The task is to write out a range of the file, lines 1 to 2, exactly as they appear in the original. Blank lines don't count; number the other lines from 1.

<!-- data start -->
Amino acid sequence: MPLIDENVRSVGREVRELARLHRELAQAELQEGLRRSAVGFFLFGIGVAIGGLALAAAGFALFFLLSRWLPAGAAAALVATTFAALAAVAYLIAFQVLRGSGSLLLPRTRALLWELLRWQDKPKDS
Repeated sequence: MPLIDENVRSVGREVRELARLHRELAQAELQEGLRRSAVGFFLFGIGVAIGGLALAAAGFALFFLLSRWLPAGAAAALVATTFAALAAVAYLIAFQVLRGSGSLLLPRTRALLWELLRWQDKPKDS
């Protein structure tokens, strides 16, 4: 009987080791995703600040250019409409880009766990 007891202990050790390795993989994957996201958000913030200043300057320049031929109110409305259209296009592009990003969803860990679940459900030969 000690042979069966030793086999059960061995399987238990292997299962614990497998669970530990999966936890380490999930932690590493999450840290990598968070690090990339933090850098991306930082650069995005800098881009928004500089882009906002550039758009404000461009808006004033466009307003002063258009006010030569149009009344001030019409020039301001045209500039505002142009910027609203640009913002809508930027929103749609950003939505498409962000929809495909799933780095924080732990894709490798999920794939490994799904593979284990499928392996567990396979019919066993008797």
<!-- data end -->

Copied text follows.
Amino acid sequence: MPLIDENVRSVGREVRELARLHRELAQAELQEGLRRSAVGFFLFGIGVAIGGLALAAAGFALFFLLSRWLPAGAAAALVATTFAALAAVAYLIAFQVLRGSGSLLLPRTRALLWELLRWQDKPKDS
Repeated sequence: MPLIDENVRSVGREVRELARLHRELAQAELQEGLRRSAVGFFLFGIGVAIGGLALAAAGFALFFLLSRWLPAGAAAALVATTFAALAAVAYLIAFQVLRGSGSLLLPRTRALLWELLRWQDKPKDS